St. John restaurant is a must for real British food: pork cheeks, sweet bread, raw vegetables, langoustine, pigeon. All are cooked to perfection and served in surroundings reminiscent of a pre-World War canteen. At Dock Kitchen, which chef-owner Stevie Parle started as a pop-up, the home-cooking menu is inspiring and the atmosphere relaxed. In July, I was on their guest chef roster, cooking a Danish supper. Last but not least, if you fancy dim sum during the week, Royal Garden has branches throughout London, ideal for a quick bite.
Photo: A porterhouse steak at Hawksmoor in London. Credit: Courtesy of the Hawksmoor
Nordic countries have outstanding berries; sweet and tasty, often small. The most popular in Denmark is the strawberry. The season starts around our midsummer celebration, Sankt Hans Aften, or St. John’s Eve, on June 23, and sometimes before. As a child growing up, we always had the first strawberries on midsummer night.
In the first few weeks, the berries are expensive, but then prices start to slide down to normal. Many families serve strawberries every day in the season, which can last from three to eight weeks depending on the weather. It is a popular berry to grow in home gardens, especially varieties like Dybdahl and Senga Sengana. Freshly picked and served with sugar and crème, this is a national summer dessert.
A new look at Danish tradition
Right now Denmark is experiencing a food revolution with Noma as the leading star. We have new farmers and a bigger variety of produce than ever. A lot of chefs here say that the new Nordic movement started because we lacked an interesting food culture. It’s not so much that; we do have a strong food culture, but it was considered third tier, after French and Italian. Now Denmark is experiencing an evolution of its tradition with more variety and closer attention paid to the season.
We are also experiencing a restaurant boom. We prefer as a culture to cook and eat at home, but that is changing with the new generations. Still, it is very expensive to dine out here, given the 25% VAT tax and a minimum restaurant salary of $20 per hour.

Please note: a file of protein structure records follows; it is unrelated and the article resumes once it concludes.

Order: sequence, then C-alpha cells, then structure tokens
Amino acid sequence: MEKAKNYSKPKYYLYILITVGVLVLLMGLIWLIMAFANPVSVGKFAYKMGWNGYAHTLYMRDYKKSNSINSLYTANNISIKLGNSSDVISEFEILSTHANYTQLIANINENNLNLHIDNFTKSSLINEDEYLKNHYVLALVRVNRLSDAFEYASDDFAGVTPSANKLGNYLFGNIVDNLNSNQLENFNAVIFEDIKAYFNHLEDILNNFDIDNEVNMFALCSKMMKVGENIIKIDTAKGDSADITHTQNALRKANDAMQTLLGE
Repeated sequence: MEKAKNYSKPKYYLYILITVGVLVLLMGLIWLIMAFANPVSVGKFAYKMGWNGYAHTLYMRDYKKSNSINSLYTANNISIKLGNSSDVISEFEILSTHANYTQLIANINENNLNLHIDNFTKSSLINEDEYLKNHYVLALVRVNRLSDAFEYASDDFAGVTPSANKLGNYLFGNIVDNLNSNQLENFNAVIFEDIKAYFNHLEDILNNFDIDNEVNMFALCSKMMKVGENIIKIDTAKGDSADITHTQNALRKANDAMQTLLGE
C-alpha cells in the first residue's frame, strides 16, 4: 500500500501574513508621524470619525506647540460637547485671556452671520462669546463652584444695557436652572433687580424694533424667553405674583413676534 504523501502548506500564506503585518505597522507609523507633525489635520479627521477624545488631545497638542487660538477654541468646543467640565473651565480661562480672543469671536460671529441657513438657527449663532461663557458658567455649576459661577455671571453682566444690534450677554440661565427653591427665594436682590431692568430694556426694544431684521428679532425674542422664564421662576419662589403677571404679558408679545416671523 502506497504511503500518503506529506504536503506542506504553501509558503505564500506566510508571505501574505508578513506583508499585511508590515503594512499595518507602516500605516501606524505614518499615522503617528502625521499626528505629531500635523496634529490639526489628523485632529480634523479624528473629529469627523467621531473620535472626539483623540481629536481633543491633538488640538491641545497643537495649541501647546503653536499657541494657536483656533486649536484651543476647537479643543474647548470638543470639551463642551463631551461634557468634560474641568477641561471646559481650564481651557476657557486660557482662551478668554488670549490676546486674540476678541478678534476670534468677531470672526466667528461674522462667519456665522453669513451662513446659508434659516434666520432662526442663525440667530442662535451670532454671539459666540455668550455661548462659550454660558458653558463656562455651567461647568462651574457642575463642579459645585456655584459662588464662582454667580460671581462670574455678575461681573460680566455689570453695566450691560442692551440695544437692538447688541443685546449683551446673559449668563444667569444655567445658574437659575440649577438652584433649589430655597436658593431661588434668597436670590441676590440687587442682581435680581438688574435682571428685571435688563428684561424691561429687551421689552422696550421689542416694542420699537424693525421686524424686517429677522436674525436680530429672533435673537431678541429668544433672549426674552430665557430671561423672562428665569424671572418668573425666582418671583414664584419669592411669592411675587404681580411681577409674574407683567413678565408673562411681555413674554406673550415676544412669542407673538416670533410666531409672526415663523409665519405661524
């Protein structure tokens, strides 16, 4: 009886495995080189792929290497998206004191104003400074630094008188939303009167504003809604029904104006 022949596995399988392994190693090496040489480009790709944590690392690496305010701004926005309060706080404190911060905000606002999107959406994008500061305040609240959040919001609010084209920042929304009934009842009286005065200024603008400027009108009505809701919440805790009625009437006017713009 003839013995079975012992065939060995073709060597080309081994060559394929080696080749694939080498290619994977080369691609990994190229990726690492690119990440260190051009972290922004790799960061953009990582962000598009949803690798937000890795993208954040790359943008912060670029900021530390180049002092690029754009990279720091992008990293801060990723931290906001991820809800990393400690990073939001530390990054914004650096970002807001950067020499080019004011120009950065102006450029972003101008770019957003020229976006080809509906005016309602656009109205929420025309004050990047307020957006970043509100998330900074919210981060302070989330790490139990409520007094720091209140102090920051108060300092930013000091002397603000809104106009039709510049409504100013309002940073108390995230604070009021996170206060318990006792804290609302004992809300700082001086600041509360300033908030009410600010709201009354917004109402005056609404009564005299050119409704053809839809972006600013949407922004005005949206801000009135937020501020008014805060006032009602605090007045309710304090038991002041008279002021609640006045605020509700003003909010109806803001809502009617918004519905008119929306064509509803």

Strawberries have always been part of the tradition, usually served simply, raw with milk or with the cold fruit porridge.
I’ve never tasted better strawberries than the Danish varieties. As a little girl I picked them with my granny. We would go home with our summer treasure, rinse and freeze one batch and use the other to make cordials, jams and preserves.
Danish strawberries are all about versatility
Strawberries are eaten with raw oat flakes and cold milk in the morning and cut in slices and served on rye bread, open sandwich style. They’re made into cold soups and drinks with fresh mint, preserved whole for dessert, added to ice cream and sorbet, mixed with rhubarb for marmalade, tossed in salads with watermelon and feta and fresh mint, mixed with a little good quality raspberry vinegar and served with blue cheese.
The Danish dessert equivalent to tiramisu is “rød grød med fløde,” a fruit porridge served cold with cream. Almost any American, who has visited Denmark has been ask to try to pronounce the name of this dessert (oej goej mej floeje), which is almost impossible, and for some reason it always makes Danes laugh! It is nonetheless easy to prepare.
Serve the fruit porridge with cream or whole milk, never low-fat milk. The porridge has an intense flavor and high acidity which the cream balances. This is an important part of the taste.
Rød grød med fløde (Danish strawberry porridge)
4 pounds strawberries, rinsed and halved
400 grams (14 ounces) sugar
1 vanilla pod, halved lengthwise
4 tablespoons cornstarch
¼ cup of water
2 to 3 tablespoons caster sugar to sprinkle
2 to 3 cups cream
1. Place berries, sugar and vanilla bean in a pot and bring to a boil. Remove any white scum from the surface, lower the heat, and let simmer for 20 minutes.
2. Dissolve cornstarch in the water, and stir into porridge. Keep stirring as mixture returns to a boil. As soon as it starts thickening turn off the heat.
3. Pour into a serving bowl, sprinkle with a thin layer of caster sugar, and cool completely.
Serve with cold cream.
Photo: Danish strawberry dessert Rød grød med fløde. Credit: Trine Hahnemann